One of the challenges of pentesting in the OT/ICS environment is given by the protocols used which can also be very different from those of IT. ICS installations use a wide variety of protocols that they often share have little in common with standard Ethernet and TCP/IP.

This difference has been the strong point of OT installations for years, protecting them through the mechanism of “security by obscurity”. Now that these protocols are becoming more known and understood, security concerns in these facilities have been heightened.

In this article we see the main characteristics of one of these protocols: the Profibus.

The Profibus standard

Profibus (Process Fieldbus) is an open standard for industrial communication originally developed in Germany. It was started by a group of 21 companies and institutions called the “Central Association for Electrical Industry” (ZVEI), led by industrial giant Siemens. For this reason Profibus is widely used in Siemens products and is the communication bus exploited by the Stuxnet malware in the Iranian Natanz nuclear power plant during the famous cyber attack.

Profibus is an intelligent bi-directional multipoint protocol, where all Profibus devices are interoperable. The data can represent analog or digital values. It is a cheap, simple and high speed protocol. Profibus uses a two-wire connection for power and data.

The topology of the protocol is master-slave, like many other SCADA/ICS protocols, supporting master nodes through the use of token sharing. Similar to IBM’s token-ring protocol, only when the master has the token can it communicate with the slaves. The Profibus slave can only communicate with a master. The master Profibus node is typically a PLC or RTU and the slaves are sensors, motors or other control devices.

Profibus types

The Profibus protocol family is mainly divided into two categories: Profibus DP and ProfiNet. The uses change significantly: while the first is a traditional master-slave fieldbus with serial transmission with a ring network, the second is its evolution and allows communication between different bus segments using Ethernet.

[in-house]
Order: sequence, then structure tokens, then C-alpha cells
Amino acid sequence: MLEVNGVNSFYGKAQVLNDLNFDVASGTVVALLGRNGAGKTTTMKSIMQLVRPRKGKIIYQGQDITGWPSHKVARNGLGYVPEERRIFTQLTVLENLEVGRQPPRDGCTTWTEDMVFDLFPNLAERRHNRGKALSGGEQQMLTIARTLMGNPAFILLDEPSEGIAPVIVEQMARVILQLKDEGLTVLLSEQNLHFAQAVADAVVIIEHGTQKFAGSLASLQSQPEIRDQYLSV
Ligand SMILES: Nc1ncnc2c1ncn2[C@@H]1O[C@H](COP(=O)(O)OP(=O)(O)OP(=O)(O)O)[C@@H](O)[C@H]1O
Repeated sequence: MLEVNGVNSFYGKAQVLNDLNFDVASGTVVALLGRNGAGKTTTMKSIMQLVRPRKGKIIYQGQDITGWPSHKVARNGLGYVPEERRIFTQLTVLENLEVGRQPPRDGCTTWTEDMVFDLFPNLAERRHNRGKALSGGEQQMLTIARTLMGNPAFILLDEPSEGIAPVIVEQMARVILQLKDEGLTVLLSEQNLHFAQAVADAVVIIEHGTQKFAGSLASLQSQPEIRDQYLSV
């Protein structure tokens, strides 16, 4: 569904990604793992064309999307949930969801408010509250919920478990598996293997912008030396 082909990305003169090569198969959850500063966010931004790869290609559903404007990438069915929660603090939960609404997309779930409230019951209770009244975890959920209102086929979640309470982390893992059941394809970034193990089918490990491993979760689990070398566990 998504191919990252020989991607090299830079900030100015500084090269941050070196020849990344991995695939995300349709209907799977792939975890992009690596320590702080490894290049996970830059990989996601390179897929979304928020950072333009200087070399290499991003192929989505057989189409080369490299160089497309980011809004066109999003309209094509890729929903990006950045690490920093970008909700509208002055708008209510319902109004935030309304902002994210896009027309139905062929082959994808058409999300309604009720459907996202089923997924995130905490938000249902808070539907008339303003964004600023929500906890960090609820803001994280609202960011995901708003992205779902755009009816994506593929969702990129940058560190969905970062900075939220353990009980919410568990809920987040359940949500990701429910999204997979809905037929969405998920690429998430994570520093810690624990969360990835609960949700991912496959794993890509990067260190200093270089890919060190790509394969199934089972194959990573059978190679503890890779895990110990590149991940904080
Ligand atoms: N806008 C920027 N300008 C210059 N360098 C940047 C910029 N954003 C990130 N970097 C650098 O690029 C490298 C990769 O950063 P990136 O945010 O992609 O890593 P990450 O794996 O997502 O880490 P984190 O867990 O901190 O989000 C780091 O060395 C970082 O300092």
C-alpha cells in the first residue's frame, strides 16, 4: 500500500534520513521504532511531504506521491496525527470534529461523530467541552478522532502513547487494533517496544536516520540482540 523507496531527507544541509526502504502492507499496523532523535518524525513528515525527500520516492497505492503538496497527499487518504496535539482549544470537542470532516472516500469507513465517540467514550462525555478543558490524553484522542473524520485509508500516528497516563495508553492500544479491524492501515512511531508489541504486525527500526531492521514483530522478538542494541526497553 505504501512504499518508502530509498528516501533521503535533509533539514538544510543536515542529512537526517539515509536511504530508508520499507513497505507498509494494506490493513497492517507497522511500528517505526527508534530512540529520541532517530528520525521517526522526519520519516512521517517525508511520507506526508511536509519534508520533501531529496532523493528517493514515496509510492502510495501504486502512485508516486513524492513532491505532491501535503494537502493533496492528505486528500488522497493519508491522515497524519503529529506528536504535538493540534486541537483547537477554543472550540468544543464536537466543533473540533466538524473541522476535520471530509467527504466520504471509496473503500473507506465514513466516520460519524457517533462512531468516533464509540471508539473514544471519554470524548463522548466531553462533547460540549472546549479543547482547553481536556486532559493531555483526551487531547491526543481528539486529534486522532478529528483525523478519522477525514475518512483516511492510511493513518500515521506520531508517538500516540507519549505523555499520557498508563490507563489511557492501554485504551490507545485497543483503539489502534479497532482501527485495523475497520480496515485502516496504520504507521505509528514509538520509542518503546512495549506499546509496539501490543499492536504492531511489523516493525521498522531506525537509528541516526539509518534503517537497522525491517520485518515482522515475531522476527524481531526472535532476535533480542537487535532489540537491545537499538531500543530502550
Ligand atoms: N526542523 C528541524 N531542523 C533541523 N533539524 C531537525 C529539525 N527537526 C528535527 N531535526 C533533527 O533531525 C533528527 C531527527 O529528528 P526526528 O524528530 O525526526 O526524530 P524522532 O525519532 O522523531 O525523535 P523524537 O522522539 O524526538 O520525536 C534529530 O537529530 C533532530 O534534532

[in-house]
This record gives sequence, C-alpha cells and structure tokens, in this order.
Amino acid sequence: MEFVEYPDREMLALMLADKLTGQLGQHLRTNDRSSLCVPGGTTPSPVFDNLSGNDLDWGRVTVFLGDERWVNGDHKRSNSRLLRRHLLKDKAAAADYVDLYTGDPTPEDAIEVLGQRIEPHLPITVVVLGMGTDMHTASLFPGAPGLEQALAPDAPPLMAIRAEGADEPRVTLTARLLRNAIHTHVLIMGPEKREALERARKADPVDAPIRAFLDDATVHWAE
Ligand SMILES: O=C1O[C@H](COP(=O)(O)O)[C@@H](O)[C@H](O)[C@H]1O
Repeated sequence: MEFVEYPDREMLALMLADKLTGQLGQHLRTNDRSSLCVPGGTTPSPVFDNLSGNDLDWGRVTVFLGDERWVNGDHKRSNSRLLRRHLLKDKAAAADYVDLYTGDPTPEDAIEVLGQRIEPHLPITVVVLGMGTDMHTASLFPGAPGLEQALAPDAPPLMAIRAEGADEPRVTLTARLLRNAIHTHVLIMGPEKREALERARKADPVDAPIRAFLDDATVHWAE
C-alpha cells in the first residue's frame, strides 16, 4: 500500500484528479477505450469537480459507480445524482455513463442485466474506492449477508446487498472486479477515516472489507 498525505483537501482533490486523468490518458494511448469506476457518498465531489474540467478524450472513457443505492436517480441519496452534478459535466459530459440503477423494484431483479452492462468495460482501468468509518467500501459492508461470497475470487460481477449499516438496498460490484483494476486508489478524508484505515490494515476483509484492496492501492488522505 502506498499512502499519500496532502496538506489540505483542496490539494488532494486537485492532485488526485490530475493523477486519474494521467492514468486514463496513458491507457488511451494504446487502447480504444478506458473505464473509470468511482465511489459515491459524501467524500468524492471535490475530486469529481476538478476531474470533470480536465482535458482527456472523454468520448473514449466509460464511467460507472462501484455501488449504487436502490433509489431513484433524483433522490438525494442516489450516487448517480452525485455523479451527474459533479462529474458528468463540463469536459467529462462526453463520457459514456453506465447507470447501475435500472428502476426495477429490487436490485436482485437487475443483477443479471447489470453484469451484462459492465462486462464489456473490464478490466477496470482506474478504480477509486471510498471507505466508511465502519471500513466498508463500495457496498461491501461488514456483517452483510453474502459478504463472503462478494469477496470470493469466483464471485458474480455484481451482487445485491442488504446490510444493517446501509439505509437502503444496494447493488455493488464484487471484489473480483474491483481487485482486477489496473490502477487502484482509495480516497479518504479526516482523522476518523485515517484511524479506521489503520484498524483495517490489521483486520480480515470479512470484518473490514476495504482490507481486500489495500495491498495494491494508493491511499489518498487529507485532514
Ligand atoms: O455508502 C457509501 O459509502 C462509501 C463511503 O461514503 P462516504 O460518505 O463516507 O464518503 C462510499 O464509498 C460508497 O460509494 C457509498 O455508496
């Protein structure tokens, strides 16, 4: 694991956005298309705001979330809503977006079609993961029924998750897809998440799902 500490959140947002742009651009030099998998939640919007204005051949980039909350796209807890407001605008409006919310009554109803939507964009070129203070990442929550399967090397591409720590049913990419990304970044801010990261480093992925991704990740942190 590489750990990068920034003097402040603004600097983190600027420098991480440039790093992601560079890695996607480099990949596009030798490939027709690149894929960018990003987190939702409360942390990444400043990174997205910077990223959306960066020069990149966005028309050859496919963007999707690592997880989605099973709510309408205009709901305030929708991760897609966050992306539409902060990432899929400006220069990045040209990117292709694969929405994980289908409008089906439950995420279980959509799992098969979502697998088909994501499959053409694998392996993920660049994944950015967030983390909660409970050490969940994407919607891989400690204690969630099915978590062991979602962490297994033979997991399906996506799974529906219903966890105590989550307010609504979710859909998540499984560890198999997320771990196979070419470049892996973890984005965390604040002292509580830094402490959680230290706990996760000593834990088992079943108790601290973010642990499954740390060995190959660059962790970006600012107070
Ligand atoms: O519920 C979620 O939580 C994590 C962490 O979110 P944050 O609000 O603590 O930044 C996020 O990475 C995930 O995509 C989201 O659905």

Profibus FMS

This was the initial Profibus protocol. It was designed to communicate between PLC and PC. Unfortunately this simple protocol was not very flexible and consequently could not work in a more complex and complicated network. While still in use, the vast majority of Profibus networks use one of the newer versions.

Profibus DP (Decentralized Periphery)

Profibus DP is probably the most common of the Profibus protocols. It is easier and faster than the other types. It is available in three separate versions: DP-V0 (cyclic data exchange), DP-V1 (acyclic data exchange) and DP-V2 (isochronous slave-to-slave mode and data exchange) with each new version offering functionality additional.

Profibus PA (Process Automation)

Profibus PA, as the name suggests, was developed for Process Automation. This version of the protocol standardizes the process of transmitting measured data. It has also been designed for use in hazardous environments using Manchester Bus Powered (MBS) technology which uses lower power and therefore reduces the possibility of sparks and explosions.

PrifiNet (Process Field Net)